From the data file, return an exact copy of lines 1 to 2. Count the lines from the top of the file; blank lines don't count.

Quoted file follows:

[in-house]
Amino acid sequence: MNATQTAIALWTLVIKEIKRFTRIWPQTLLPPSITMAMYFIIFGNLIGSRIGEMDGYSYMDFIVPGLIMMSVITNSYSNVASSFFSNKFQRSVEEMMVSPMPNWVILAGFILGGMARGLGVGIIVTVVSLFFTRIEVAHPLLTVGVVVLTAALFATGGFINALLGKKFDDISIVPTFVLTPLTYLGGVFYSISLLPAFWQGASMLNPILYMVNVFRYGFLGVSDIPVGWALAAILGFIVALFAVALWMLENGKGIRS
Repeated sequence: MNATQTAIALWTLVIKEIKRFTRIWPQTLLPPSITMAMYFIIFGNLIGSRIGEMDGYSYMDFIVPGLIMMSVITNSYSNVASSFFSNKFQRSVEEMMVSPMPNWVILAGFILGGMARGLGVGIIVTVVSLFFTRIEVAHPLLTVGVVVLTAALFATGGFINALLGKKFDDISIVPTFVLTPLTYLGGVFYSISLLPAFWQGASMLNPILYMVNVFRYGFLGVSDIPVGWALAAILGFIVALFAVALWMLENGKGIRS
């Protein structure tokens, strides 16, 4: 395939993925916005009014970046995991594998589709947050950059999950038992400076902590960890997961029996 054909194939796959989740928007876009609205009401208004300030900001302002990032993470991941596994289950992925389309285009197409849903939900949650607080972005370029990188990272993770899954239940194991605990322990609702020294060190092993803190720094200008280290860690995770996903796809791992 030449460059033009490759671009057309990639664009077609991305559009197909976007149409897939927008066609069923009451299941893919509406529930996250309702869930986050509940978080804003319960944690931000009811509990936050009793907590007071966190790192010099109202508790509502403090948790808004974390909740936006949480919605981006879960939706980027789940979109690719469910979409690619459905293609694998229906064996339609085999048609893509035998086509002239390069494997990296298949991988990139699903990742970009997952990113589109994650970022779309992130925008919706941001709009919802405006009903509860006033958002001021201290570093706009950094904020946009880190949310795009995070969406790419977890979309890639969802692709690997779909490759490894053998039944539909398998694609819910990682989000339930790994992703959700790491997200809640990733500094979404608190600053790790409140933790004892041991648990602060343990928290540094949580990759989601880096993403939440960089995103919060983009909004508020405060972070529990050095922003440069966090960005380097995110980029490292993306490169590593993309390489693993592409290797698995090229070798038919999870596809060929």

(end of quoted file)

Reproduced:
[in-house]
Amino acid sequence: MNATQTAIALWTLVIKEIKRFTRIWPQTLLPPSITMAMYFIIFGNLIGSRIGEMDGYSYMDFIVPGLIMMSVITNSYSNVASSFFSNKFQRSVEEMMVSPMPNWVILAGFILGGMARGLGVGIIVTVVSLFFTRIEVAHPLLTVGVVVLTAALFATGGFINALLGKKFDDISIVPTFVLTPLTYLGGVFYSISLLPAFWQGASMLNPILYMVNVFRYGFLGVSDIPVGWALAAILGFIVALFAVALWMLENGKGIRS